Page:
Refinancing can save you a lot of money on interest over the life of your loan and give you one student loan payment to manage. You can refinance private student loans or a mix of private and federal loans. Just keep in mind that when you refinance federal loans to a private loan, you lose access to federal protections like forbearance and income-based repayment plans.

With Credible, you can compare student loan refinance rates from different lenders without affecting your credit.

Dealing with other forms of debt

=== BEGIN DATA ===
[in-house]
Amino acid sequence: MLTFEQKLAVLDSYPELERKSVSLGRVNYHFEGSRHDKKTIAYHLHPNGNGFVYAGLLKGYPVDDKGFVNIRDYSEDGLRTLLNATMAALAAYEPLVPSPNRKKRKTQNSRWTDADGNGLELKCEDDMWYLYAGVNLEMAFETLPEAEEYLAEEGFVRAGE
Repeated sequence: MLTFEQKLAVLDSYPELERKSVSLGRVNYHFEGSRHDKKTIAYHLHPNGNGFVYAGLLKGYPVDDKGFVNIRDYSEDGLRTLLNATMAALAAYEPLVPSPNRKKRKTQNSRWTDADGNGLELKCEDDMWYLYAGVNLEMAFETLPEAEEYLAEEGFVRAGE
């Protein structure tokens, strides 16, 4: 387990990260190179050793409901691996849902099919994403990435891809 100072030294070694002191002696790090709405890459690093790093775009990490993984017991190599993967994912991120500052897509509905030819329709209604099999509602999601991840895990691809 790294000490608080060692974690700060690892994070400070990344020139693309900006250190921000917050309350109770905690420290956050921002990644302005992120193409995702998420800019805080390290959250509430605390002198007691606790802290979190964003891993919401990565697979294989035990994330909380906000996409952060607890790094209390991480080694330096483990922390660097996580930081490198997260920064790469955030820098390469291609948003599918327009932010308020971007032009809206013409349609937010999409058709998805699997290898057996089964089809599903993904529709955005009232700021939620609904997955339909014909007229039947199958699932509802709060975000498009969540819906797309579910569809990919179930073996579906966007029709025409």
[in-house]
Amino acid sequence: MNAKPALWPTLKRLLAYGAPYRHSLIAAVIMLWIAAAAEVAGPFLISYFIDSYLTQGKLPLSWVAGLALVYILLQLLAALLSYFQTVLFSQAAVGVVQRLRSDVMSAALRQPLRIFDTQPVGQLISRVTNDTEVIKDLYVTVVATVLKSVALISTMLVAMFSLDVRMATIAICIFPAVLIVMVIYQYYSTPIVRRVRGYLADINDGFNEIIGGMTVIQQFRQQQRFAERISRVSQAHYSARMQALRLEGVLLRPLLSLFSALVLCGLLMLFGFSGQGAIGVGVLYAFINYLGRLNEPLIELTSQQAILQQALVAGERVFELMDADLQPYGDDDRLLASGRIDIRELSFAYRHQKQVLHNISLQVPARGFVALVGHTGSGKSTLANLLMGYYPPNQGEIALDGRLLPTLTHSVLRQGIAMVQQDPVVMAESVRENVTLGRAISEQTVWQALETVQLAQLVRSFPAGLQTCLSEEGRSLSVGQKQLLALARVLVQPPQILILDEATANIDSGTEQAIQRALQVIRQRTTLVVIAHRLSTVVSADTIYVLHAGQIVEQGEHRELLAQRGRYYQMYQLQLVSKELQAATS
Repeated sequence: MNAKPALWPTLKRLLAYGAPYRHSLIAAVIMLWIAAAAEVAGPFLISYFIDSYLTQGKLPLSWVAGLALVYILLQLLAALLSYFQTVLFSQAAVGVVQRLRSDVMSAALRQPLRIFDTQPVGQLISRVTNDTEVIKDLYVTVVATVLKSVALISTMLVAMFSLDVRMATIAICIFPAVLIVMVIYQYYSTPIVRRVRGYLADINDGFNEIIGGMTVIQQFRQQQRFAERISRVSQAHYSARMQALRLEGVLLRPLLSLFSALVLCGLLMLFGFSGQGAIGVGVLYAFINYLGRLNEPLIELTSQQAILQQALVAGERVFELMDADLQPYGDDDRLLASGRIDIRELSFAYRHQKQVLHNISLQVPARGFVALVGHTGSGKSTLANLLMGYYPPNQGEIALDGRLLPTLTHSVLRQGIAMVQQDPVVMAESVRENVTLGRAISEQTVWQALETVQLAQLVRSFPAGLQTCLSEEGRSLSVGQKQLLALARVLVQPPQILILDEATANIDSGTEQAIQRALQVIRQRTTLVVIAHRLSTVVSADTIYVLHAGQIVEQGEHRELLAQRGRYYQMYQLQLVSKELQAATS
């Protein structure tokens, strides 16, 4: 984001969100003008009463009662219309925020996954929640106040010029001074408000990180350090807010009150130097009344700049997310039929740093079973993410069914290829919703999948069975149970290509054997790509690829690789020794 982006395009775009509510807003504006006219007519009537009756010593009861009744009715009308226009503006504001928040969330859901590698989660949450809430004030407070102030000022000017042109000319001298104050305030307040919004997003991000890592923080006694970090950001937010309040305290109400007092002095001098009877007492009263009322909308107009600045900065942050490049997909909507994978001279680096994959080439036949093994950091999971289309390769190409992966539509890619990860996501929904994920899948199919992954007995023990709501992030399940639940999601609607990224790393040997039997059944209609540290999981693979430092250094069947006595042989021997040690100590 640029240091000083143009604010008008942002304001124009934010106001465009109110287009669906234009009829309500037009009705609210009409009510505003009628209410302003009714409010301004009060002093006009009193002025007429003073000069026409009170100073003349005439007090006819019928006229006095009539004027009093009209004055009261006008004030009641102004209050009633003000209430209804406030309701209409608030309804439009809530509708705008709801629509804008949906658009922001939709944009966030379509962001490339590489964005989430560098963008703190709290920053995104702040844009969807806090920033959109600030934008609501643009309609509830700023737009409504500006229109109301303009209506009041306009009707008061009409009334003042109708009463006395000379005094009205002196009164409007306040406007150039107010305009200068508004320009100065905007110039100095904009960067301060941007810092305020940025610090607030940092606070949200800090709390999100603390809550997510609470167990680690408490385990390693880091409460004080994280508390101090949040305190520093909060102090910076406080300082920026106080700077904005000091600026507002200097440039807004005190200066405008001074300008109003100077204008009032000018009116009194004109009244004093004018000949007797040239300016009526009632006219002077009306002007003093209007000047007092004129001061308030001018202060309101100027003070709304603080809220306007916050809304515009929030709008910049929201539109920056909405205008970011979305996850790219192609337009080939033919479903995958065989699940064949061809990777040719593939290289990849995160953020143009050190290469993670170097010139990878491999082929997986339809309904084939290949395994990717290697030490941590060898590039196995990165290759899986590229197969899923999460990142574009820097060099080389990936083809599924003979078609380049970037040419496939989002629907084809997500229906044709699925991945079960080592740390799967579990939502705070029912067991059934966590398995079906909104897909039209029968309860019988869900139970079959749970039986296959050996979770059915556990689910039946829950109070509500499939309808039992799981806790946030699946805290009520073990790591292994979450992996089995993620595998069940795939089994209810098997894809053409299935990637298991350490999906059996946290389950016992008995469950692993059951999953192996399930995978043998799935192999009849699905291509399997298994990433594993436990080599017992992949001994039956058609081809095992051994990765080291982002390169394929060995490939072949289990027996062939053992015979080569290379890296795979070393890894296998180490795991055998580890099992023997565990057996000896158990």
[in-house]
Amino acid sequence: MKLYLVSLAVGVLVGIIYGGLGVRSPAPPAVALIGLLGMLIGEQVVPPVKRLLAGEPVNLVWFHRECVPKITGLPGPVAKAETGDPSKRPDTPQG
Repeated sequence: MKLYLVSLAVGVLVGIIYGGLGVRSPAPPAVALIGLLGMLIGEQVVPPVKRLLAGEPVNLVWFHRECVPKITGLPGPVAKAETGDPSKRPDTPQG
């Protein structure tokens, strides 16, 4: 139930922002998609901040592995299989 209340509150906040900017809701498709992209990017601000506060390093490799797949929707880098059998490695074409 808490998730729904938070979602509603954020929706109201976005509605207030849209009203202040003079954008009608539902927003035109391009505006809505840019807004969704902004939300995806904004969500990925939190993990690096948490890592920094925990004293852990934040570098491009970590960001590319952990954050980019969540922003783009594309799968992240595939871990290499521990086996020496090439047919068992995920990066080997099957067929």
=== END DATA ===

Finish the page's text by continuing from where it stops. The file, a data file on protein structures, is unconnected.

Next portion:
In some cases, paying off your student loans first may not be the right solution. Student loans tend to have lower interest rates than other forms of debt. If you wear credit card debtyou may want to tackle those bills — which are costing you more interest — before committing additional funds to your student loan debt.

As with most financial decisions, deciding how and when to pay off debt depends on your situation. Consider all the factors to see what makes sense to you.

Avoid overstretching yourself financially

However you choose to repay your student loans, protect yourself by making sure you have enough savings in an emergency fund to cover unexpected expenses that may arise. Create guidelines for yourself on what constitutes an emergency and set aside your emergency savings for those types of expenses. Don’t use emergency funds to pay off student loans or other monthly expenses, if possible.